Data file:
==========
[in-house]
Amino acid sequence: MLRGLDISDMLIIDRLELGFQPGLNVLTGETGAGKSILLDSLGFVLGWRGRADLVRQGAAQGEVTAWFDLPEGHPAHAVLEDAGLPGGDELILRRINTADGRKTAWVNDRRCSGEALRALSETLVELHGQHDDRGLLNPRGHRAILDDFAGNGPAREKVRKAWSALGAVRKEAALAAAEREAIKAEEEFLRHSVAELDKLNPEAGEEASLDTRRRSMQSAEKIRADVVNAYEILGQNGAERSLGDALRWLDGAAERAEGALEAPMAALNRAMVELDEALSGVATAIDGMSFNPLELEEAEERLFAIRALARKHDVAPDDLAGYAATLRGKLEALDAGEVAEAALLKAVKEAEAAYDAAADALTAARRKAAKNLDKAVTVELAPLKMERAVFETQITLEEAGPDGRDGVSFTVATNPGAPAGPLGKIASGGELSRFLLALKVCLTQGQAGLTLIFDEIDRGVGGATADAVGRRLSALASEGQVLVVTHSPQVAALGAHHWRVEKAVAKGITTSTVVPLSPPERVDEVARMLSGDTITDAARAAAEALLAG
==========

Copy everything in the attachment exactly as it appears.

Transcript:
[in-house]
Amino acid sequence: MLRGLDISDMLIIDRLELGFQPGLNVLTGETGAGKSILLDSLGFVLGWRGRADLVRQGAAQGEVTAWFDLPEGHPAHAVLEDAGLPGGDELILRRINTADGRKTAWVNDRRCSGEALRALSETLVELHGQHDDRGLLNPRGHRAILDDFAGNGPAREKVRKAWSALGAVRKEAALAAAEREAIKAEEEFLRHSVAELDKLNPEAGEEASLDTRRRSMQSAEKIRADVVNAYEILGQNGAERSLGDALRWLDGAAERAEGALEAPMAALNRAMVELDEALSGVATAIDGMSFNPLELEEAEERLFAIRALARKHDVAPDDLAGYAATLRGKLEALDAGEVAEAALLKAVKEAEAAYDAAADALTAARRKAAKNLDKAVTVELAPLKMERAVFETQITLEEAGPDGRDGVSFTVATNPGAPAGPLGKIASGGELSRFLLALKVCLTQGQAGLTLIFDEIDRGVGGATADAVGRRLSALASEGQVLVVTHSPQVAALGAHHWRVEKAVAKGITTSTVVPLSPPERVDEVARMLSGDTITDAARAAAEALLAG